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Martin's famous 10 Octaves, 40 bands splitter question.

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Martin's famous 10 Octaves, 40 bands splitter question.

Postby pshannon » Thu Jun 18, 2020 5:50 pm

Martin,

You did amazing work on this and I noticed it was used in several ways through the forum. I have went through this design many times and some things with my "humble" :oops: ignorance don't add up when I try to expand the bands or narrow them down to certain ranges. I attached a the schematic 3.0.6 of what I am trying to describe and my goals.

1. 40 bands across the entire freq range: How would I narrow the freq for this and make it specific ones and or expand it to more bands with the exact freq. I did mess with the BW values as well with mixed results.
The smallest unit I thought was 1.059 which is being used for the semitones (minor second) in the Octave Cascade. I assume I would not change this?

2. I tried the changing 8371.94 labeled as "C5@ hop 16". The hop part is really vague, I only found a couple of things on this, however, I noticed different results when I changed this number. When I put a sine wave at different freq, I get mixed results that appears to be duplicating in different areas.
I see plenty of radio related hop - https://en.wikipedia.org/wiki/Frequency ... d_spectrum
How does this relate to this use?

3. Freq values: 2^n to get .8192, .4096, .2048 etc. seem to make the most sense and I have the most positive response. However, it I still can't narrow down all 40 bands to exactly what I want with predictable results.
As I stated above I tried to expand and I would like to get 88 band freq like a piano has.
I assume this framework can be achieved by playing with the numbers and not changing the actual framework correct?

Thanks for all help,

Patrick
Attachments
martin v - 40 band Schematic.fsm
(71.73 KiB) Downloaded 226 times
Last edited by pshannon on Fri Jun 19, 2020 4:05 am, edited 2 times in total.
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Re: Martin's famous 10 Octaves, 40 bands splitter question.

Postby wlangfor@uoguelph.ca » Thu Jun 18, 2020 8:09 pm

40 bands.. that's insane lol.
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Re: Martin's famous 10 Octaves, 40 bands splitter question.

Postby pshannon » Sat Jun 20, 2020 1:48 am

I am very surprised I didn't get any responses on this one. From my tests, I think I might have solved it and I don't need help now. I will be deleting my post.
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Re: Martin's famous 10 Octaves, 40 bands splitter question.

Postby k brown » Sat Jun 20, 2020 2:07 am

Well, Martin checks in pretty sporadically, so you might want to await his input.
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Re: Martin's famous 10 Octaves, 40 bands splitter question.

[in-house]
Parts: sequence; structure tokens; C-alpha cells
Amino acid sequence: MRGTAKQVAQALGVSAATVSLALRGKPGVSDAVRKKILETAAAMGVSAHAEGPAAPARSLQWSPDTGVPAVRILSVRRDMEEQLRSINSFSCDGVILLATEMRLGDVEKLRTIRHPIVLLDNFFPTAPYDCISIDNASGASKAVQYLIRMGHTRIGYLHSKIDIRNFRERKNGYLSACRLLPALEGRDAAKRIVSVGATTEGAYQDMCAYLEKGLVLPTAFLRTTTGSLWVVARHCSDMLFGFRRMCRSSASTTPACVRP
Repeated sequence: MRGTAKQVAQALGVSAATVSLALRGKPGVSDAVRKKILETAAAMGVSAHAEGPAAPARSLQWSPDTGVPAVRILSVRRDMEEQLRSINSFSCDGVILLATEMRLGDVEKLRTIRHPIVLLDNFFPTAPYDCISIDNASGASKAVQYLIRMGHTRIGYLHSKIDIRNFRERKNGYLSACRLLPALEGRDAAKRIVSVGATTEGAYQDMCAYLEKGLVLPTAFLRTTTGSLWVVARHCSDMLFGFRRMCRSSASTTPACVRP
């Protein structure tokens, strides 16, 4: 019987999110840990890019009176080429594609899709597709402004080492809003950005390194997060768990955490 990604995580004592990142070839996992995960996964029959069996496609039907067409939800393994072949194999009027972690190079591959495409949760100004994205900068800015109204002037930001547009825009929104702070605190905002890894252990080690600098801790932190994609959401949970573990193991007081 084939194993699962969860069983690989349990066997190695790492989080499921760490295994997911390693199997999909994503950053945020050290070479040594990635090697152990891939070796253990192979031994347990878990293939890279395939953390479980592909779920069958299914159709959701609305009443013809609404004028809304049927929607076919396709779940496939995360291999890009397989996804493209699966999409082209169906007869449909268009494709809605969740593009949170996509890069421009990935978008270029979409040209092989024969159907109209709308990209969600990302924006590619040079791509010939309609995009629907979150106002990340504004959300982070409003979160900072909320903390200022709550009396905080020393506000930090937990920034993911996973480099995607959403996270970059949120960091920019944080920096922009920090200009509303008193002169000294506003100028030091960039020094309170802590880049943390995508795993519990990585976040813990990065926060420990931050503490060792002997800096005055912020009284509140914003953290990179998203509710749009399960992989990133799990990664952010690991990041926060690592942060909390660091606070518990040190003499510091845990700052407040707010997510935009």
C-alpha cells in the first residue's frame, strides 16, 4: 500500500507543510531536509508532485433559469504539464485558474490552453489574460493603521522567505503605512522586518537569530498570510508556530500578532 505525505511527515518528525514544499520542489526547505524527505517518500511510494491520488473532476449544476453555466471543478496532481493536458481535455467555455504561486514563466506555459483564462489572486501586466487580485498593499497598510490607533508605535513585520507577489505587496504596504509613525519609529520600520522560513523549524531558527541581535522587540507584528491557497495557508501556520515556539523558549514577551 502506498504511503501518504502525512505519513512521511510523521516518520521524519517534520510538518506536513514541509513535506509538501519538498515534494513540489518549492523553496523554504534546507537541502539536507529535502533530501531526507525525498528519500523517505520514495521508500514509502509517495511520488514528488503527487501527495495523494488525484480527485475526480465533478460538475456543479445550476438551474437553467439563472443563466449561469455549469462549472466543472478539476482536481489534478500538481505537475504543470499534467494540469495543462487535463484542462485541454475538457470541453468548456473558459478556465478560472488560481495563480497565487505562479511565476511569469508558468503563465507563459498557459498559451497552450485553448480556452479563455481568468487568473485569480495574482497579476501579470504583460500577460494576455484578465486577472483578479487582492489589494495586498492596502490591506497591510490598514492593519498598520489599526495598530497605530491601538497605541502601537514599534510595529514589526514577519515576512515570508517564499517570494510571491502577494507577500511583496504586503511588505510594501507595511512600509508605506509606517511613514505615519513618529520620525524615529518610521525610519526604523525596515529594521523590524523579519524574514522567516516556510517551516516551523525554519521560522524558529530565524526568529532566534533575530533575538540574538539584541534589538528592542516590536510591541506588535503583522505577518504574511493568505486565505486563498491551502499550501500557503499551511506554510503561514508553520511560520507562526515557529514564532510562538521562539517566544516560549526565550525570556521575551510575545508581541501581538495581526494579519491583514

Postby pshannon » Sat Jun 20, 2020 2:49 am

k brown wrote:Well, Martin checks in pretty sporadically, so you might want to await his input.


I know he does and I was just giving an update, I was a little proud of myself that I figured something out. I am not an expert in this area, I read a lot on this subject recently and I learned a lot. Dissecting MV filters helped me put the logic together. I just assumed there were others out there too that might have known something even though this is Mr. MV's design. MV might not see a reason why I wanted to do this. I read a lot of the hop and I have a better understanding of it now, but how he came up with the standard number in the filter, I couldn't figure that one out. The cascade made perfect sense, the freq splits did, the Q I am still figuring that one out. It appears the Bandwidth and Q overlap to me in the design. Bandwidth had much more effect than the Q changes. MV has his reasons.
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Re: Martin's famous 10 Octaves, 40 bands splitter question.

Postby martinvicanek » Sat Jun 20, 2020 8:59 am

Sorry Patrick, I was busy. invQ aka 1/Q is the relatve bandwidth aka bandwidth/center_frequency. I might have posted a spectrum analyser with semitone resolution in the past, if you want to search for it. Today I would probably use a 16k FFT and sum up the squared amplitudes that belong to each band. Since the semitone breakpoints will not coincide with FFT bin boundaries, there will have to be some interpolation. Hope that helps for the moment.
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Re: Martin's famous 10 Octaves, 40 bands splitter question.

Postby pshannon » Sat Jun 20, 2020 1:51 pm

martinvicanek wrote:Sorry Patrick, I was busy. invQ aka 1/Q is the relatve bandwidth aka bandwidth/center_frequency. I might have posted a spectrum analyser with semitone resolution in the past, if you want to search for it. Today I would probably use a 16k FFT and sum up the squared amplitudes that belong to each band. Since the semitone breakpoints will not coincide with FFT bin boundaries, there will have to be some interpolation. Hope that helps for the moment.